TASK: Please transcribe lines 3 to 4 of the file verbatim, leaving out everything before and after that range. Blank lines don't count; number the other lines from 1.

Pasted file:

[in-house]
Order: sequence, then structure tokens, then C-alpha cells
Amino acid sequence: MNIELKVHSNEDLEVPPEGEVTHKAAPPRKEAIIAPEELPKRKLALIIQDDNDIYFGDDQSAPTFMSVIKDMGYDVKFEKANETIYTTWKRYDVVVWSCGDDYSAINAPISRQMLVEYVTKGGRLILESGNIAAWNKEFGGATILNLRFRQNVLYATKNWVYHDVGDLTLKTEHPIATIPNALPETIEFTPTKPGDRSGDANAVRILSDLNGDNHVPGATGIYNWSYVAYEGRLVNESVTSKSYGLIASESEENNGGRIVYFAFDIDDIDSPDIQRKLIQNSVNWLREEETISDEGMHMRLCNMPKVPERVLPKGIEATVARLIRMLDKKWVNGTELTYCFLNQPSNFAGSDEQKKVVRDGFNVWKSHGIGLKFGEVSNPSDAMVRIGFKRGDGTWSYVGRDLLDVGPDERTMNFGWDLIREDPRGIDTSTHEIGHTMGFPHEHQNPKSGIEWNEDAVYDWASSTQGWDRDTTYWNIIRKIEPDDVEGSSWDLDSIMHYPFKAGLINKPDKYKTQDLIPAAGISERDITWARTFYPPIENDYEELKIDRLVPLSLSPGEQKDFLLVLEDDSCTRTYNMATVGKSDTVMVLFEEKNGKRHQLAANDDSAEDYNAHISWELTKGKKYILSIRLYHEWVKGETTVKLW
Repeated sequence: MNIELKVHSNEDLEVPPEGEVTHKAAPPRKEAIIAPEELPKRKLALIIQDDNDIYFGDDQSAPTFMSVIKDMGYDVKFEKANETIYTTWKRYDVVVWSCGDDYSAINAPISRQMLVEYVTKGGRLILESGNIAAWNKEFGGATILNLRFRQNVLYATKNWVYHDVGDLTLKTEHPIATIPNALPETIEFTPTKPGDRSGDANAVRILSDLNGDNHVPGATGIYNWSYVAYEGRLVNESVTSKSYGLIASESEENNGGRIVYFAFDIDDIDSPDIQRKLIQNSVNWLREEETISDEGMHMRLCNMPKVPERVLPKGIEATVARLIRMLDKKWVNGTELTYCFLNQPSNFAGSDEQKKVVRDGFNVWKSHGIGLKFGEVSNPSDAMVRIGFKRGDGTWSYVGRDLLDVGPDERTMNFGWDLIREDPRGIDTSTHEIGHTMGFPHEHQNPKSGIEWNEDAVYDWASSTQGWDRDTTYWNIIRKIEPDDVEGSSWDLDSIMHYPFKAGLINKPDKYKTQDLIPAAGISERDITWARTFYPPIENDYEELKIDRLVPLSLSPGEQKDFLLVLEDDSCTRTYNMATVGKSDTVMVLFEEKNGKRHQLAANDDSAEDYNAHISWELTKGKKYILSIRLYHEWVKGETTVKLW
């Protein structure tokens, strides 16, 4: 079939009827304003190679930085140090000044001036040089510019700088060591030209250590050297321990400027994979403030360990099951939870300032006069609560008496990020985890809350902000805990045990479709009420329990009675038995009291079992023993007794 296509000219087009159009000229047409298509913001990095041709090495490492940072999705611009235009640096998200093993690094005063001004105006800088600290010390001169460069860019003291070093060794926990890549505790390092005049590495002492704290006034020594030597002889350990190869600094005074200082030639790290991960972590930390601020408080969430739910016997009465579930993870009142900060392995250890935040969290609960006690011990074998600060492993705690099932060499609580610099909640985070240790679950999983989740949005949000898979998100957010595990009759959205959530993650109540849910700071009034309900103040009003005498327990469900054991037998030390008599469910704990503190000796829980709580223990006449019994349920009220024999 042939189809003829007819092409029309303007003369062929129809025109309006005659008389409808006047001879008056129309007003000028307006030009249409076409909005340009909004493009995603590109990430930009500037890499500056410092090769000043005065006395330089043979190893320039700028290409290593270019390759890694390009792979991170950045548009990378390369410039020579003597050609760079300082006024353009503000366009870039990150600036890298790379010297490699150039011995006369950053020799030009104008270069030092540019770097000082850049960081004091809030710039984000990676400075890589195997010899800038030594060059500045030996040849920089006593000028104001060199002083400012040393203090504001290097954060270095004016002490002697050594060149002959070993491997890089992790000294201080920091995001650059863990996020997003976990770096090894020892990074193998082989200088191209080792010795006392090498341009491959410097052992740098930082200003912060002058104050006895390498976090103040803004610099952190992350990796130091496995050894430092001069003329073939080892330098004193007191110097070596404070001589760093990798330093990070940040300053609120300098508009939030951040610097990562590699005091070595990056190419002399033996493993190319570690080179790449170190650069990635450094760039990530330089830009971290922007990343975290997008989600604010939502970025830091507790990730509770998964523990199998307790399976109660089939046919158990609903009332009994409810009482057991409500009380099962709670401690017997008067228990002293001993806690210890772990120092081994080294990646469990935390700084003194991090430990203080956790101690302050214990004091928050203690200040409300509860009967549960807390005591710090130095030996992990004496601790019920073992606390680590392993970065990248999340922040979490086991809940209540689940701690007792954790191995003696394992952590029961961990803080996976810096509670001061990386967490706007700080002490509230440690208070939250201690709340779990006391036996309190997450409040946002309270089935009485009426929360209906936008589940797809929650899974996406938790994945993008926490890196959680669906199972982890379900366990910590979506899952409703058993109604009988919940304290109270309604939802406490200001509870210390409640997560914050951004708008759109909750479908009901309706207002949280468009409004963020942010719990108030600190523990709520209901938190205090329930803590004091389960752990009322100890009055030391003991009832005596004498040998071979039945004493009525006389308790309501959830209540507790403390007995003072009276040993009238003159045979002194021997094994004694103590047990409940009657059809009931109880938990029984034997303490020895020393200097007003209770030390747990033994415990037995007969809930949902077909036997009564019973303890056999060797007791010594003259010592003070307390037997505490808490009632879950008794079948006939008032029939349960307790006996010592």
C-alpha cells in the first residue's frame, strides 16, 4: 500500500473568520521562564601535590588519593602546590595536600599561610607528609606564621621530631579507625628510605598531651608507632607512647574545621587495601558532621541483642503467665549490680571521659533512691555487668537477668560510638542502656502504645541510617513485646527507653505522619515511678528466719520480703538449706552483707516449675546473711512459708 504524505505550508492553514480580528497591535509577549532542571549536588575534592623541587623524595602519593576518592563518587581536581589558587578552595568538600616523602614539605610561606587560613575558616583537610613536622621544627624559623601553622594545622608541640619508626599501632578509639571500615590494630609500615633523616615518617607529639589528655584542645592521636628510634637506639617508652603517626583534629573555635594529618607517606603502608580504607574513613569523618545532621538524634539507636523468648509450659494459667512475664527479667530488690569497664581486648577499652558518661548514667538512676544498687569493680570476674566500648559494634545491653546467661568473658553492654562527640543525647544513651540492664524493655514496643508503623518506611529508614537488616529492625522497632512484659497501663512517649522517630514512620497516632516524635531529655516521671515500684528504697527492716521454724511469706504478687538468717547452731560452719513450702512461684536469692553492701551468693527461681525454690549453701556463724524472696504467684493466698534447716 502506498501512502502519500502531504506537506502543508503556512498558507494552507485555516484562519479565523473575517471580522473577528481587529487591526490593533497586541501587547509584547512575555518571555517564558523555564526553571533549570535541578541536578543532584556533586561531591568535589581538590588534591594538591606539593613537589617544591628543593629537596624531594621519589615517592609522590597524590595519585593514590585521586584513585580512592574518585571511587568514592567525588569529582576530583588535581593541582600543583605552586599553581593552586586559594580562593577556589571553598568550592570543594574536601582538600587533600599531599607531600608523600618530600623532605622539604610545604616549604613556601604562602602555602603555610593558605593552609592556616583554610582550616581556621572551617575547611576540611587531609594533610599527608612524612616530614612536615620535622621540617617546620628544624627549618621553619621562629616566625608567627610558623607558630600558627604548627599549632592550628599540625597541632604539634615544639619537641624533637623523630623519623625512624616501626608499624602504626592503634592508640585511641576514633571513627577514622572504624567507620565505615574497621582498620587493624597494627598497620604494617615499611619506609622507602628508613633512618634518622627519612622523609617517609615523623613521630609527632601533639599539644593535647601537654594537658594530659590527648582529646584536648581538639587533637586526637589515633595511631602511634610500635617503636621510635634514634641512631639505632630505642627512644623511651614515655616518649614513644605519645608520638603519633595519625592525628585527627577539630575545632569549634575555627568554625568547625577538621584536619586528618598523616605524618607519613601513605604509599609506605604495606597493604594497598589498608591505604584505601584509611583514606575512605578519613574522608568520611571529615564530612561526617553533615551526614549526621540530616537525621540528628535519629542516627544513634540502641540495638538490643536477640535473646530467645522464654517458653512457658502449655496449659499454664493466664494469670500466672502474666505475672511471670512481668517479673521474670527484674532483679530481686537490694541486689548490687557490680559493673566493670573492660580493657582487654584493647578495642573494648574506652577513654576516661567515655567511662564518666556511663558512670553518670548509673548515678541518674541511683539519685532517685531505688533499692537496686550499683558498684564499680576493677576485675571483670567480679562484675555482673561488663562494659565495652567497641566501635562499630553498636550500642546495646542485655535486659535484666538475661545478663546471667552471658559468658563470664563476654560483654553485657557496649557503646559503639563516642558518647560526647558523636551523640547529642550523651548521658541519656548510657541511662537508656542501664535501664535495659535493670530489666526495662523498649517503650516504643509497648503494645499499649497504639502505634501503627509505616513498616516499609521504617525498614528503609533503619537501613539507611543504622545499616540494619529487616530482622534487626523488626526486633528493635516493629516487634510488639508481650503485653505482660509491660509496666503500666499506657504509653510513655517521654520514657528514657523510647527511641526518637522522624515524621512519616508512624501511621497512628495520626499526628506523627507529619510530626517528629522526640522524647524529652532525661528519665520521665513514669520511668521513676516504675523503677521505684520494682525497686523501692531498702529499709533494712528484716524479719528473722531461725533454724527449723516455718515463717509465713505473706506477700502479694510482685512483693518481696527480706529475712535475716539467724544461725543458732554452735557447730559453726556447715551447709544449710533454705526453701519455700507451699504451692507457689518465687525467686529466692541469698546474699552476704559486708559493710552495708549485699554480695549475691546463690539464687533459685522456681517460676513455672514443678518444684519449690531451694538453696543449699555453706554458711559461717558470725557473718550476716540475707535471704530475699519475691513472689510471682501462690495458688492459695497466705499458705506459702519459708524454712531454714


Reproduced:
Amino acid sequence: MNIELKVHSNEDLEVPPEGEVTHKAAPPRKEAIIAPEELPKRKLALIIQDDNDIYFGDDQSAPTFMSVIKDMGYDVKFEKANETIYTTWKRYDVVVWSCGDDYSAINAPISRQMLVEYVTKGGRLILESGNIAAWNKEFGGATILNLRFRQNVLYATKNWVYHDVGDLTLKTEHPIATIPNALPETIEFTPTKPGDRSGDANAVRILSDLNGDNHVPGATGIYNWSYVAYEGRLVNESVTSKSYGLIASESEENNGGRIVYFAFDIDDIDSPDIQRKLIQNSVNWLREEETISDEGMHMRLCNMPKVPERVLPKGIEATVARLIRMLDKKWVNGTELTYCFLNQPSNFAGSDEQKKVVRDGFNVWKSHGIGLKFGEVSNPSDAMVRIGFKRGDGTWSYVGRDLLDVGPDERTMNFGWDLIREDPRGIDTSTHEIGHTMGFPHEHQNPKSGIEWNEDAVYDWASSTQGWDRDTTYWNIIRKIEPDDVEGSSWDLDSIMHYPFKAGLINKPDKYKTQDLIPAAGISERDITWARTFYPPIENDYEELKIDRLVPLSLSPGEQKDFLLVLEDDSCTRTYNMATVGKSDTVMVLFEEKNGKRHQLAANDDSAEDYNAHISWELTKGKKYILSIRLYHEWVKGETTVKLW
Repeated sequence: MNIELKVHSNEDLEVPPEGEVTHKAAPPRKEAIIAPEELPKRKLALIIQDDNDIYFGDDQSAPTFMSVIKDMGYDVKFEKANETIYTTWKRYDVVVWSCGDDYSAINAPISRQMLVEYVTKGGRLILESGNIAAWNKEFGGATILNLRFRQNVLYATKNWVYHDVGDLTLKTEHPIATIPNALPETIEFTPTKPGDRSGDANAVRILSDLNGDNHVPGATGIYNWSYVAYEGRLVNESVTSKSYGLIASESEENNGGRIVYFAFDIDDIDSPDIQRKLIQNSVNWLREEETISDEGMHMRLCNMPKVPERVLPKGIEATVARLIRMLDKKWVNGTELTYCFLNQPSNFAGSDEQKKVVRDGFNVWKSHGIGLKFGEVSNPSDAMVRIGFKRGDGTWSYVGRDLLDVGPDERTMNFGWDLIREDPRGIDTSTHEIGHTMGFPHEHQNPKSGIEWNEDAVYDWASSTQGWDRDTTYWNIIRKIEPDDVEGSSWDLDSIMHYPFKAGLINKPDKYKTQDLIPAAGISERDITWARTFYPPIENDYEELKIDRLVPLSLSPGEQKDFLLVLEDDSCTRTYNMATVGKSDTVMVLFEEKNGKRHQLAANDDSAEDYNAHISWELTKGKKYILSIRLYHEWVKGETTVKLW